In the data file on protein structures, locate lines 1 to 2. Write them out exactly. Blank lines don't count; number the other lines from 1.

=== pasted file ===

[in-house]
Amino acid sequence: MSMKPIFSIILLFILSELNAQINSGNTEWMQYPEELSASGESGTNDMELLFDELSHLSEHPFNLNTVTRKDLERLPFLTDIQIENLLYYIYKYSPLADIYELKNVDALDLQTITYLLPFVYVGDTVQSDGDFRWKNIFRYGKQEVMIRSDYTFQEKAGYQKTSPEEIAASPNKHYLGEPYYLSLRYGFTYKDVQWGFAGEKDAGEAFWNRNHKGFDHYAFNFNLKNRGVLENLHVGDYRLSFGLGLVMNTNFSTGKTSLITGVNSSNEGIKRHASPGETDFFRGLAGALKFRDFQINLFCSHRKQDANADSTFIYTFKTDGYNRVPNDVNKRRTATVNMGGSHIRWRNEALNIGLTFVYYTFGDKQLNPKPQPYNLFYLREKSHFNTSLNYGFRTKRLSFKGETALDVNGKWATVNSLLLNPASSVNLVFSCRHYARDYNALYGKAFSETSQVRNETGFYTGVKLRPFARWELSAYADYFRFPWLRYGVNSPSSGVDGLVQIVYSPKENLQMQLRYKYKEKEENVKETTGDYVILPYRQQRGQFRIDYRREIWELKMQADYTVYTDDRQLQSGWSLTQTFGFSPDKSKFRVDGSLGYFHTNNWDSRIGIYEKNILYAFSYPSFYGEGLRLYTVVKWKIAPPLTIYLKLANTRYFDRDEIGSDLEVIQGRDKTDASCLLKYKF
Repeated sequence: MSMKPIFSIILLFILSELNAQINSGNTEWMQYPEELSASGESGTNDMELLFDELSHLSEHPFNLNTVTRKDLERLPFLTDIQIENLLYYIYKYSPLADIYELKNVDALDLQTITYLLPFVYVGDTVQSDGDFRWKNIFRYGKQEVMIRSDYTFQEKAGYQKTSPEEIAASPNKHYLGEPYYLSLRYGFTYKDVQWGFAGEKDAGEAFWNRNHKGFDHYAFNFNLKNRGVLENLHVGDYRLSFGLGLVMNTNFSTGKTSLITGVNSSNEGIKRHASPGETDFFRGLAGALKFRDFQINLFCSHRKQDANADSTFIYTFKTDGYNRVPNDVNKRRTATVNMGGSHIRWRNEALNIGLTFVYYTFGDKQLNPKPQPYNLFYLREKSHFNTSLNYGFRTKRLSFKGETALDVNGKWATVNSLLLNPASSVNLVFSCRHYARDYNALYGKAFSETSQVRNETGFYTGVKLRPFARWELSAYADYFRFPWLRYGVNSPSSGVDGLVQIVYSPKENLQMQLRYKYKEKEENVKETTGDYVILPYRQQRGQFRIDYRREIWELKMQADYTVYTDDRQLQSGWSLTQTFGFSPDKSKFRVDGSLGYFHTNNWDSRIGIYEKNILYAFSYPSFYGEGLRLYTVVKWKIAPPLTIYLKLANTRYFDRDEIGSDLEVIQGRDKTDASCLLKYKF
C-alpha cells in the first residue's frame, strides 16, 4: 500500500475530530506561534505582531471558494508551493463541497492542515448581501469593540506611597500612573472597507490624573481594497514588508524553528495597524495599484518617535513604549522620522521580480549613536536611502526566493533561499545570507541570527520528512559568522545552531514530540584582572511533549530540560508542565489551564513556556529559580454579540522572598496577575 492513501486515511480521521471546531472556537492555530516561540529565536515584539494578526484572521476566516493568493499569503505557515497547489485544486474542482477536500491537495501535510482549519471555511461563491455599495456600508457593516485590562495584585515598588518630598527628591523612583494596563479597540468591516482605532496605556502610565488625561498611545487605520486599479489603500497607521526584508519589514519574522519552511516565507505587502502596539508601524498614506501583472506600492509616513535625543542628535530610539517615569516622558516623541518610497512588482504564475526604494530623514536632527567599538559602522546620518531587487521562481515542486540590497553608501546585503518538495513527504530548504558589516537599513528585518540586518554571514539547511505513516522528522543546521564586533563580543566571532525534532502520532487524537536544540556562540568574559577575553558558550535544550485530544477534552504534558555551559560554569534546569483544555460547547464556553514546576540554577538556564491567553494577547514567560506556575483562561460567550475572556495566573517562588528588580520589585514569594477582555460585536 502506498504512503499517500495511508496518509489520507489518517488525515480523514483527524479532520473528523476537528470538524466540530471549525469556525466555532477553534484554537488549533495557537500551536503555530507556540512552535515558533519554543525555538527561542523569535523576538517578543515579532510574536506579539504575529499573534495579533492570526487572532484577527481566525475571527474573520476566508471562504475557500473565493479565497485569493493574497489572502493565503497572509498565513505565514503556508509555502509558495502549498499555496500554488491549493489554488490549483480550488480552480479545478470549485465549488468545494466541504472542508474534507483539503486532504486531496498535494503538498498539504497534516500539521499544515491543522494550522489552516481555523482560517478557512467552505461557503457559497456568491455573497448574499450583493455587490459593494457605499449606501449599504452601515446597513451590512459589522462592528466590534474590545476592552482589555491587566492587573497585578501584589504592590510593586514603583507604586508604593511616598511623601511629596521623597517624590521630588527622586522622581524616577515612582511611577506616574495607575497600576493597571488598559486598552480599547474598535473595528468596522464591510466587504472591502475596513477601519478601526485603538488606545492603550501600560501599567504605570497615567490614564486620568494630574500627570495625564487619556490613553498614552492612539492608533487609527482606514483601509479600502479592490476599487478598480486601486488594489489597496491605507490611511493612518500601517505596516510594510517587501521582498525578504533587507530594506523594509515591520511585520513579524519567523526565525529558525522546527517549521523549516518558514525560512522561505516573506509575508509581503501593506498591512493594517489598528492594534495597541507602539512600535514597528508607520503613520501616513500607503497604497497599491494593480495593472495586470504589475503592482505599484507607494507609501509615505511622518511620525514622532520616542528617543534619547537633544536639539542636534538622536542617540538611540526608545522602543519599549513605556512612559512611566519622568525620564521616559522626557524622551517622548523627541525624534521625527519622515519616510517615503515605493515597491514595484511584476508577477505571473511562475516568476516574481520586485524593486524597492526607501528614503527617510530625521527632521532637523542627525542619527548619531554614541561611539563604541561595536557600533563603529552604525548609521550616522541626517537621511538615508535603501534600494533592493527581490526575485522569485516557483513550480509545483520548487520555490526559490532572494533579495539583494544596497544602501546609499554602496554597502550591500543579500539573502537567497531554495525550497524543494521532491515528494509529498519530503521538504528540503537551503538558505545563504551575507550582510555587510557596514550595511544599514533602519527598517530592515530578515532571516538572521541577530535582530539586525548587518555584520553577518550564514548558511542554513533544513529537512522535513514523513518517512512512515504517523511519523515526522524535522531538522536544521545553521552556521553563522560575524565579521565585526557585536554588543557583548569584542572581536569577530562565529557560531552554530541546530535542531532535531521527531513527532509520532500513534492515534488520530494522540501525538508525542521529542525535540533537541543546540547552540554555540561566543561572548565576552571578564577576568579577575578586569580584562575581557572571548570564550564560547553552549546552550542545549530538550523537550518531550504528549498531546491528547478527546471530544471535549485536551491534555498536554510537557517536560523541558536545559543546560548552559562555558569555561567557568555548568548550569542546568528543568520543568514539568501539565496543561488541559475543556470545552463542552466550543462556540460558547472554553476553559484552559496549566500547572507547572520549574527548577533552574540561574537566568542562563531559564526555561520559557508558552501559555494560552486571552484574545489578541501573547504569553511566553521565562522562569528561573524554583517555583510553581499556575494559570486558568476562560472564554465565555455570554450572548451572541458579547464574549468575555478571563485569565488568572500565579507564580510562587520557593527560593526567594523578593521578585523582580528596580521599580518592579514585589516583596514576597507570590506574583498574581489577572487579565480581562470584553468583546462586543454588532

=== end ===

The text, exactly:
[in-house]
Amino acid sequence: MSMKPIFSIILLFILSELNAQINSGNTEWMQYPEELSASGESGTNDMELLFDELSHLSEHPFNLNTVTRKDLERLPFLTDIQIENLLYYIYKYSPLADIYELKNVDALDLQTITYLLPFVYVGDTVQSDGDFRWKNIFRYGKQEVMIRSDYTFQEKAGYQKTSPEEIAASPNKHYLGEPYYLSLRYGFTYKDVQWGFAGEKDAGEAFWNRNHKGFDHYAFNFNLKNRGVLENLHVGDYRLSFGLGLVMNTNFSTGKTSLITGVNSSNEGIKRHASPGETDFFRGLAGALKFRDFQINLFCSHRKQDANADSTFIYTFKTDGYNRVPNDVNKRRTATVNMGGSHIRWRNEALNIGLTFVYYTFGDKQLNPKPQPYNLFYLREKSHFNTSLNYGFRTKRLSFKGETALDVNGKWATVNSLLLNPASSVNLVFSCRHYARDYNALYGKAFSETSQVRNETGFYTGVKLRPFARWELSAYADYFRFPWLRYGVNSPSSGVDGLVQIVYSPKENLQMQLRYKYKEKEENVKETTGDYVILPYRQQRGQFRIDYRREIWELKMQADYTVYTDDRQLQSGWSLTQTFGFSPDKSKFRVDGSLGYFHTNNWDSRIGIYEKNILYAFSYPSFYGEGLRLYTVVKWKIAPPLTIYLKLANTRYFDRDEIGSDLEVIQGRDKTDASCLLKYKF